- Matt Patches

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Required Reading: Fighting Autism with Disney and Charting Stardom for Lupita Nyong’o

10 March 2014 6:00 AM, PDT | FilmSchoolRejects.com | See recent FilmSchoolRejects news »

The best movie culture writing from around the internet-o-sphere. There will be a quiz later. Just leave a tab open for us, will ya? “Reaching My Autistic Son Through Disney” — This intimate piece from Ron Suskind at The New York Times Magazine may as well have been sponsored by Kleenex. Poignant, personal and vulnerable, it’s a beautiful story told with endless compassion. If you only read one of the links today… “Somewhere it’s always Groundhog Day” — Kristin Thompson shares a letter from Harold Ramis and some thoughts/quibbles with film analysis. “What if Lupita Nyong’o got the same roles as Jennifer Lawrence” — Monika Bartyzel at The Week charts an imaginary, role-diverse future for the newly crowned Oscar winner. A future that feels a little fantastical to those of us who are more cynical. “Thinking as Historical Spectators” — Peter Labuza at To Be Cont’d makes a shrewd case for letting films of the past »

- Scott Beggs

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True Detective Season Finale Review: “Form and Void” (Season 1, Episode 8)

9 March 2014 11:27 PM, PDT | We Got This Covered | See recent We Got This Covered news »

It is hard to recall the last time a television series has gripped the cultural consciousness so quickly, spawning memes, a sprawling amount of Internet speculation and commentary, as well as divisive conversations about gender roles on television (check out Emily Nussbaum’s harsh, but terrific piece in The New Yorker for more on that) as much as True Detective. At that rate, a season finale that was anything less than the finest 60 minutes of television would be doomed to succeed. Alas, the last of eight episodes from Nic Pizzolatto’s first anthology is a solid, but not quite shattering hour of television. Nevertheless, it is filled with the key elements that any True Detective viewer would hope for: strong acting, haunting music and art direction, sublime camerawork, unbearable suspense and a smattering of dark humour.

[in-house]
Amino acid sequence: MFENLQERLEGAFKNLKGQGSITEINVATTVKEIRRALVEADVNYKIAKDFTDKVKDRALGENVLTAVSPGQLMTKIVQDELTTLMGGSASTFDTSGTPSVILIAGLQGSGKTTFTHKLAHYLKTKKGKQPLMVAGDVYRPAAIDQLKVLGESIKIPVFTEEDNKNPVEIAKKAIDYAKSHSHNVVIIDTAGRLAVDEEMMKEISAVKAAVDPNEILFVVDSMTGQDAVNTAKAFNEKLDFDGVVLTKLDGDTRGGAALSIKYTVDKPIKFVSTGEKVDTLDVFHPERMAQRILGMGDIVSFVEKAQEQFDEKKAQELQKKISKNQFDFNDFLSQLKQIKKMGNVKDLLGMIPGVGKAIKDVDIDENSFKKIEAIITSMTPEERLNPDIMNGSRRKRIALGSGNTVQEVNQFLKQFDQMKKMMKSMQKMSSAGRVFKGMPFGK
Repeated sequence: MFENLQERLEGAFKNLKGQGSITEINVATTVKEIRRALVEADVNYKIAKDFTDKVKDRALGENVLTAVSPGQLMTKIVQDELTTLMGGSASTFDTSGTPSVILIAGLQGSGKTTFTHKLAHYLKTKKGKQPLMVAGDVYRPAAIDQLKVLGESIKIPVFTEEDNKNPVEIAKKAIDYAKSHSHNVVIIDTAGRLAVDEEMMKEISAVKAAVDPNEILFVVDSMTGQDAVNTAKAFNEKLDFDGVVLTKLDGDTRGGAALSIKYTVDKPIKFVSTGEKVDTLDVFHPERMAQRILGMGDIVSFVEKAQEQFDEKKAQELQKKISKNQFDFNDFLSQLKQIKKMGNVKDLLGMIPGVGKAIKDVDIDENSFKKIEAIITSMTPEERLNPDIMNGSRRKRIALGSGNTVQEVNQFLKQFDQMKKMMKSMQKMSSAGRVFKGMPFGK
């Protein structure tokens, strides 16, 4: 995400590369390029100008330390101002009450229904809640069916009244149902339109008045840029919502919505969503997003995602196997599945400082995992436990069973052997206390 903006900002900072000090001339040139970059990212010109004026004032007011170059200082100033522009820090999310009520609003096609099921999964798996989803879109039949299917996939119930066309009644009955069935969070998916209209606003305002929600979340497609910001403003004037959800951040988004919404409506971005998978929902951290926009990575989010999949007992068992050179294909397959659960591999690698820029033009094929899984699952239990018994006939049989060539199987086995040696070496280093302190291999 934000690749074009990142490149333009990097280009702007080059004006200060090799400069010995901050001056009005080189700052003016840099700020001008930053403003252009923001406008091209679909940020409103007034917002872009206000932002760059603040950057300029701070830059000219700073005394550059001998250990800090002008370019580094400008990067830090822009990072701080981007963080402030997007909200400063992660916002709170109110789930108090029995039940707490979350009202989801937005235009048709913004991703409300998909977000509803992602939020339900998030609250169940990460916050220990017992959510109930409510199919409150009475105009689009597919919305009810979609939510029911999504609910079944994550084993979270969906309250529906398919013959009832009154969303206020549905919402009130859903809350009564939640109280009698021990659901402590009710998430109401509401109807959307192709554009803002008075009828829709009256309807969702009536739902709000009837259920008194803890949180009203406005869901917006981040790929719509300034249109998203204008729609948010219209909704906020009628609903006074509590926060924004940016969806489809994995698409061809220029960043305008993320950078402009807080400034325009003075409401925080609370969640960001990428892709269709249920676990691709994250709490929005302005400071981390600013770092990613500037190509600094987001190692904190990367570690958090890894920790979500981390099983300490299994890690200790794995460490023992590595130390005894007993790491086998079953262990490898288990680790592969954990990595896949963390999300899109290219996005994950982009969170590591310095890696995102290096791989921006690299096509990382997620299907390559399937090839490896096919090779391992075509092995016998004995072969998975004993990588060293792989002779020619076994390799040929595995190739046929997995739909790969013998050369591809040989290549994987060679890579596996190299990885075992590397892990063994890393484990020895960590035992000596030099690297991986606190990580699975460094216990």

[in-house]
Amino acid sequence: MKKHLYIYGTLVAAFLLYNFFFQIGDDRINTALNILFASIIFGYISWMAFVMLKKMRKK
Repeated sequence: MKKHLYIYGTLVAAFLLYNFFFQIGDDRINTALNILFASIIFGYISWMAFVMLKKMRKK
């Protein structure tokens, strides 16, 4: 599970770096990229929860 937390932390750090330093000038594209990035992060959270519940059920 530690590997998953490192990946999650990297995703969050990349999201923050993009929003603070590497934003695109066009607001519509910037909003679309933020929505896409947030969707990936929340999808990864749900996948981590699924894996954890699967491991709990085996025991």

Since its start, True Detective has done so much to thwart our expectations of »

- Jordan Adler

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‘True Detective’ Creator Nic Pizzolatto Talks Season 1 Finale and Season 2 Changes

7 March 2014 9:44 AM, PST | ScreenRant.com | See recent Screen Rant news »

As HBO’s remarkable Southern-noir drama True Detective is about to close out its first season, there is plenty of story to wrap up and a single hour of television left to do so. A devoted following sprung up around the show seemingly from the moment it debuted, and the promise of an eight-episode, self-contained story in its debut season has kept fans focused on the mystery behind the Yellow King.

Created by writer Nic Pizzolatto (The Killing) with director Cary Fukunaga (Sin NombreJane Eyre) helming all eight season 1 episodes, True Detective explores terrain that seems familiar on paper, but is full of surprises, not the least of which are ...

Click to continue reading ‘True Detective’ Creator Nic Pizzolatto Talks Season 1 Finale and Season 2 Changes

The post ‘True Detective’ Creator Nic Pizzolatto Talks Season 1 Finale and Season 2 Changes appeared first on Screen Rant.

»

- Anthony Vieira

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Idris Elba Is Killer Tiger Shere Khan in 'The Jungle Book'